“Most of our girls didn’t have that many patches and when they do earn them, we have to buy them. It can get expensive,” Palmer said. “It was pretty cool they were able to earn a lot of patches in just a few days.”

Charmayne Halkini brought eight girls from Troop 3559 in Chinle, including one from Kykotsmovi on the Hopi Reservation.

“This is the first camp most of these girls have done. For some of them, this was the first time away from home,” Halkini said.

Ava Tso, 7, of St. Michael’s and Hailey Smiley, 10, of Chinle, enjoyed fishing at Tsaile Lake.

“I had fun at the lake. I liked the chemist,” Smiley said.

“I liked the activities. I liked fishing,” Tso echoed.

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Eighty-four girls from approximately 20 communities attended the inaugural Navajo Nation Girl Scouts STEM Camp, including girls from Pinon, Arizona. (Navajo Technical Energy Corporation)

The guest speakers who presented to the girls included Navajo Nation Second Lady Phefelia Nez, Council Delegate Amber Crotty, Miss Navajo Crystal Littleben, physicist Joni Tallbull and Devon Gorman of Chinle.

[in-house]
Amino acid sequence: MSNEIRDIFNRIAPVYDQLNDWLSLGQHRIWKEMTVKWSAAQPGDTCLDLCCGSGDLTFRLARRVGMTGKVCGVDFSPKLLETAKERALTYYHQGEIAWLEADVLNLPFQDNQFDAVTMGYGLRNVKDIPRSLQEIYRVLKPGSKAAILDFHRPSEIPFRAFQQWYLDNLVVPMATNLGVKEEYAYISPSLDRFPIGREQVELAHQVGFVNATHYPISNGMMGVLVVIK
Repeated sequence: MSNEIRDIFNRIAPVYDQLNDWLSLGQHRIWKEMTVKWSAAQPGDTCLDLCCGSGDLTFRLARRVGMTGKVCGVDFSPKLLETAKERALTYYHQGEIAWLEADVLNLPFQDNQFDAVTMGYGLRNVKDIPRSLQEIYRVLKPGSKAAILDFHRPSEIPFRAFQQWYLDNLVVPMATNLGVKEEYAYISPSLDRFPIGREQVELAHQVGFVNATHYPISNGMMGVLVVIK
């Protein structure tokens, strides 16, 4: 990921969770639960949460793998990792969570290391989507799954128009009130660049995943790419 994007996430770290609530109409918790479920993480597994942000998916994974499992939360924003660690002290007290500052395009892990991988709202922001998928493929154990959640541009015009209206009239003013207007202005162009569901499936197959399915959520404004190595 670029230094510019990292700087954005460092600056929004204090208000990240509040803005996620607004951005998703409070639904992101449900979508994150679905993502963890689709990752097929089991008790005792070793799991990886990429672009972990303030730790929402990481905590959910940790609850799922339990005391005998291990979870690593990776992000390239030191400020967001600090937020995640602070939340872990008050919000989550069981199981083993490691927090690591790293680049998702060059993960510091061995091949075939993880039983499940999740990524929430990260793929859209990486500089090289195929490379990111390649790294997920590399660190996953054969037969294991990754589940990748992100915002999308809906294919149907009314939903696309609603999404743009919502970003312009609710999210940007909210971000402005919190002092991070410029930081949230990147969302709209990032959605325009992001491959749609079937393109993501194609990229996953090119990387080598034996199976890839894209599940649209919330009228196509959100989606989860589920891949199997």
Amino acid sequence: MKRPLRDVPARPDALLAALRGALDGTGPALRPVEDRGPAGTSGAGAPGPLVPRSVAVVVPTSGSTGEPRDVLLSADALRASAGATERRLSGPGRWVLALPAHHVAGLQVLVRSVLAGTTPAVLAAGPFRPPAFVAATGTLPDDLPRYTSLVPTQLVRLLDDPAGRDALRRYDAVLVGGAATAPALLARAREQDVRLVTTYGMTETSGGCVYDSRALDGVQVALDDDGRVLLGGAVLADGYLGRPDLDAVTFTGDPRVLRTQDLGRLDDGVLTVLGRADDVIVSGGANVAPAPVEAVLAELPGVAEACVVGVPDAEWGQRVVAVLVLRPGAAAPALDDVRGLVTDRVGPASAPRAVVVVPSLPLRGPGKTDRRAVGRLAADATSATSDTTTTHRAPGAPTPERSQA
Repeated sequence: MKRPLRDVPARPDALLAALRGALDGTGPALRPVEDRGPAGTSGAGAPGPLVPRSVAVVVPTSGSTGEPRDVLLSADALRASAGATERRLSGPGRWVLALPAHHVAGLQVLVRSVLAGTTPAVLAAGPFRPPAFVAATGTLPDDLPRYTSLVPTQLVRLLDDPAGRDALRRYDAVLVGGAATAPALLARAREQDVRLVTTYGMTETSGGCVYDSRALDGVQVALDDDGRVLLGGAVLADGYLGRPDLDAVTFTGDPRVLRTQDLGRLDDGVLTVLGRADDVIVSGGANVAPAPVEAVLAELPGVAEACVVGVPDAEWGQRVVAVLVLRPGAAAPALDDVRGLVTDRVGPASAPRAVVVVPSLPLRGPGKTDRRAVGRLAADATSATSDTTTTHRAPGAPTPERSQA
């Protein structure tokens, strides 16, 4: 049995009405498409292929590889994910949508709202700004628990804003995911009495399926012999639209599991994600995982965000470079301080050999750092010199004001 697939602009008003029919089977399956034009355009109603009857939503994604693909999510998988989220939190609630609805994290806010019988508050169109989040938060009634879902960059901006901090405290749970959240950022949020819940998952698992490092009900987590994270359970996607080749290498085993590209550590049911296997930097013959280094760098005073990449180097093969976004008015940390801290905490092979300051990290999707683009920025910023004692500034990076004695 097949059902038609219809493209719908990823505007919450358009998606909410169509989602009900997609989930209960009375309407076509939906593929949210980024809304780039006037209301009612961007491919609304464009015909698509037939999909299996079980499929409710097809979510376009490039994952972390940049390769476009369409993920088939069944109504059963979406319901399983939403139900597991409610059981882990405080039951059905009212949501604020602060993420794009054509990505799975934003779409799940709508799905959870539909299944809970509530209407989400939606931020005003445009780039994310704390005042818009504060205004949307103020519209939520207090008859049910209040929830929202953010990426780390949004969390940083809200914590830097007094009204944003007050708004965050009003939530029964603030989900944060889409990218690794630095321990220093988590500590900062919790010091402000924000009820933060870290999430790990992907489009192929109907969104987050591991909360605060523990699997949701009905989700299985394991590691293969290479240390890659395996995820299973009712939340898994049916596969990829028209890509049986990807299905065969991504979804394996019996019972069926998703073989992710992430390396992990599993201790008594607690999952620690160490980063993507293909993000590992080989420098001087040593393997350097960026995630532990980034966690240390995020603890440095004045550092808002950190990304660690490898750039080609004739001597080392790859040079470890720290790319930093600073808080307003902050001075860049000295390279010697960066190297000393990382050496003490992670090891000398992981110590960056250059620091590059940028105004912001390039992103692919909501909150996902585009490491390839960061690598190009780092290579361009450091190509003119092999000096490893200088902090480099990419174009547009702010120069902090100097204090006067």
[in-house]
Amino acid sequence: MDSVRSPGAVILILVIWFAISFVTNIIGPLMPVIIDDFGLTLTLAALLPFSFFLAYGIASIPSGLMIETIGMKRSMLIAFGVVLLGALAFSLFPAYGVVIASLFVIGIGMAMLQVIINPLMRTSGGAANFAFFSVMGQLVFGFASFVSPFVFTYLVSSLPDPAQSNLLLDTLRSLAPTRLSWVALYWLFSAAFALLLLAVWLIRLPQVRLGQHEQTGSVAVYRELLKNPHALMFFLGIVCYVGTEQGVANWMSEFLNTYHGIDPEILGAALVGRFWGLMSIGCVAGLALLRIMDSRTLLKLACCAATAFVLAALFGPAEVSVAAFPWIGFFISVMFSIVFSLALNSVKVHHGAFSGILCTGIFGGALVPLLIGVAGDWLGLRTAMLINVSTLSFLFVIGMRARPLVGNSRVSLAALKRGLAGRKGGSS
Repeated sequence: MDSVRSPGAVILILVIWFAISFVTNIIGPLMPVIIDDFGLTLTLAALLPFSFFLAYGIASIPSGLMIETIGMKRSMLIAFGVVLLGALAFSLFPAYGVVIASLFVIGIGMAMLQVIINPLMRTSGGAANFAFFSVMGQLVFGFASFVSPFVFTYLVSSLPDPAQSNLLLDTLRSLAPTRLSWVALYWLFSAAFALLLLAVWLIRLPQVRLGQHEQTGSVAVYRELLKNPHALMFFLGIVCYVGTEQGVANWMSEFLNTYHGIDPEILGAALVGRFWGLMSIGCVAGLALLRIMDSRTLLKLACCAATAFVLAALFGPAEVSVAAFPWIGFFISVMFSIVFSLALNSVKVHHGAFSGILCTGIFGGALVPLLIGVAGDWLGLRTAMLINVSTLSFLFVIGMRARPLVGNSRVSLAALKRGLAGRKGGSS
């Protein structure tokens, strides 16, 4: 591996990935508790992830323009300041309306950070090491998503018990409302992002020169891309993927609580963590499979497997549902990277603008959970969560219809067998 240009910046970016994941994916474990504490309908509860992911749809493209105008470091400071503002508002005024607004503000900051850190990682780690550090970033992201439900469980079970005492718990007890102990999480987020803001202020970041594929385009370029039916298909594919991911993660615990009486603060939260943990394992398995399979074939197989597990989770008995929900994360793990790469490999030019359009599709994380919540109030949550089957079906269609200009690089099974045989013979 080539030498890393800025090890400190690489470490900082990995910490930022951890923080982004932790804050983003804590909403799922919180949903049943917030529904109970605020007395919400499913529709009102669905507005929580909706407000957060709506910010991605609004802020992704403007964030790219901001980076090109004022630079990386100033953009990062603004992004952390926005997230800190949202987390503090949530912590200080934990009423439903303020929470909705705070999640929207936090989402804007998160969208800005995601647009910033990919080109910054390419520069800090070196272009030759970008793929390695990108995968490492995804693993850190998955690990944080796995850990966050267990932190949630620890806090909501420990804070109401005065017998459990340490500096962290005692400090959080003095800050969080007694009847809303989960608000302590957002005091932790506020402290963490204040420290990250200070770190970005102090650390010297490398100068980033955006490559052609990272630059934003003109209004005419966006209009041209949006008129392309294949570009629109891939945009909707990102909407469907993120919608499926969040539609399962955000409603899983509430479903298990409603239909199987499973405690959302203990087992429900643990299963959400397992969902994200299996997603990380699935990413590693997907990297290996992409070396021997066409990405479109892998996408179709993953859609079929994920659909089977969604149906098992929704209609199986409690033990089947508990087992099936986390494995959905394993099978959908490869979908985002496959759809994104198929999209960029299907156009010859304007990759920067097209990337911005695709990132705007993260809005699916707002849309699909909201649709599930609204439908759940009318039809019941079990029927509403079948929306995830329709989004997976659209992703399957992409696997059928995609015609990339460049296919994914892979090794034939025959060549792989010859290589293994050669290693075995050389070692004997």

Nez addressed a combined cookout of the Girl Scouts and participants of a Diné College Agricultural Youth Camp. She discussed how girls are acculturated from birth to play with “girl toys.”

“All one has to do is look down the toy aisle and you will see dolls and princess stuff for the girls. You look down the boys’ aisle and you see trucks and Legos for them to build. I’m thankful for the STEM camp, so the girls know they can be engineers,” she said.

She encouraged all the kids to visit and attend camps on college and university campuses, so when they get older, they won’t be intimidated.

Crotty, a former Girl Scout, encouraged the girls to live by the Girl Scout motto and be courteous, kind and trustworthy. She then led them in an impromptu karaoke session. Her youngest daughter was among those participating.

Tallbull, a physicist with the Navajo Abandoned Mine Lands Department in Shiprock and a former Girl Scout, talked about how she was one of a few females in her classes at Occidental College in Los Angeles.

“I struggled. I didn’t see anyone who looked like me,” Tallbull said. “If you’re thinking about going into STEM, it is a really great field. At this camp, you are learning new skills. When I was in the Girl Scouts, we were problem solvers and I use those skills today. When I go home, I’m going to tell my (one-year-old) daughter I met these young girls and they’re the future.”

Among the highlights was when nine new girls were pinned as new Girl Scouts, which included Miss Navajo. Littleben then participated with archery.

Another highlight was when Yellowhair lost her footing at the lake and slipped. As she rolled up her bedding, one thing for sure is her footing is more solid on what she would like to pursue thanks in part to the new skills she obtained at the Girl Scouts STEM camp.